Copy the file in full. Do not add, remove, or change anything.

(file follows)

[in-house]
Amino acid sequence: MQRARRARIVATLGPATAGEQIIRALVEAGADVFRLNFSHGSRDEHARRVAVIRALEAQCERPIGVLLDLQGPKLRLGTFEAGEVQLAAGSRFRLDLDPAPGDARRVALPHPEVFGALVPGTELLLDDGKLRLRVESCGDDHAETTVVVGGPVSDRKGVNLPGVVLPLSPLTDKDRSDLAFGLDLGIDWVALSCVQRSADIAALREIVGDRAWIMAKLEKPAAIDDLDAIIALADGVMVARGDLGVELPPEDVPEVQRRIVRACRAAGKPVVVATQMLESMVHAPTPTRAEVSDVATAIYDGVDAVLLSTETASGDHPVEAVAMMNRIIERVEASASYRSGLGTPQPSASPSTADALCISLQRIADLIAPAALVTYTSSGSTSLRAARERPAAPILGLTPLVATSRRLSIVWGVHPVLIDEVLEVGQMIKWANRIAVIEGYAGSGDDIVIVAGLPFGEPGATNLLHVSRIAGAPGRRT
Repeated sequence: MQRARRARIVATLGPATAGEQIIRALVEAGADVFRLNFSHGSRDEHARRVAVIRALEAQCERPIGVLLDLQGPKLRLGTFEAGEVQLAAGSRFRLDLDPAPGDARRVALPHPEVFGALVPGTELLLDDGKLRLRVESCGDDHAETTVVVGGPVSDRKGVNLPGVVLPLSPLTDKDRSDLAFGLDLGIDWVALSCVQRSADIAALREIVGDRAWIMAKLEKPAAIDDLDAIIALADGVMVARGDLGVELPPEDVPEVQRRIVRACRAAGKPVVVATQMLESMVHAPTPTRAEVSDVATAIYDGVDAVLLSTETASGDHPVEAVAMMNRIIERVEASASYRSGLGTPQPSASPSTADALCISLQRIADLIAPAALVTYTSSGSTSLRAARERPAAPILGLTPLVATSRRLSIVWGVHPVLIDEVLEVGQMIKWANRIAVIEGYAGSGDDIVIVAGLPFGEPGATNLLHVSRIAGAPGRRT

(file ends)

[in-house]
Amino acid sequence: MQRARRARIVATLGPATAGEQIIRALVEAGADVFRLNFSHGSRDEHARRVAVIRALEAQCERPIGVLLDLQGPKLRLGTFEAGEVQLAAGSRFRLDLDPAPGDARRVALPHPEVFGALVPGTELLLDDGKLRLRVESCGDDHAETTVVVGGPVSDRKGVNLPGVVLPLSPLTDKDRSDLAFGLDLGIDWVALSCVQRSADIAALREIVGDRAWIMAKLEKPAAIDDLDAIIALADGVMVARGDLGVELPPEDVPEVQRRIVRACRAAGKPVVVATQMLESMVHAPTPTRAEVSDVATAIYDGVDAVLLSTETASGDHPVEAVAMMNRIIERVEASASYRSGLGTPQPSASPSTADALCISLQRIADLIAPAALVTYTSSGSTSLRAARERPAAPILGLTPLVATSRRLSIVWGVHPVLIDEVLEVGQMIKWANRIAVIEGYAGSGDDIVIVAGLPFGEPGATNLLHVSRIAGAPGRRT
Repeated sequence: MQRARRARIVATLGPATAGEQIIRALVEAGADVFRLNFSHGSRDEHARRVAVIRALEAQCERPIGVLLDLQGPKLRLGTFEAGEVQLAAGSRFRLDLDPAPGDARRVALPHPEVFGALVPGTELLLDDGKLRLRVESCGDDHAETTVVVGGPVSDRKGVNLPGVVLPLSPLTDKDRSDLAFGLDLGIDWVALSCVQRSADIAALREIVGDRAWIMAKLEKPAAIDDLDAIIALADGVMVARGDLGVELPPEDVPEVQRRIVRACRAAGKPVVVATQMLESMVHAPTPTRAEVSDVATAIYDGVDAVLLSTETASGDHPVEAVAMMNRIIERVEASASYRSGLGTPQPSASPSTADALCISLQRIADLIAPAALVTYTSSGSTSLRAARERPAAPILGLTPLVATSRRLSIVWGVHPVLIDEVLEVGQMIKWANRIAVIEGYAGSGDDIVIVAGLPFGEPGATNLLHVSRIAGAPGRRT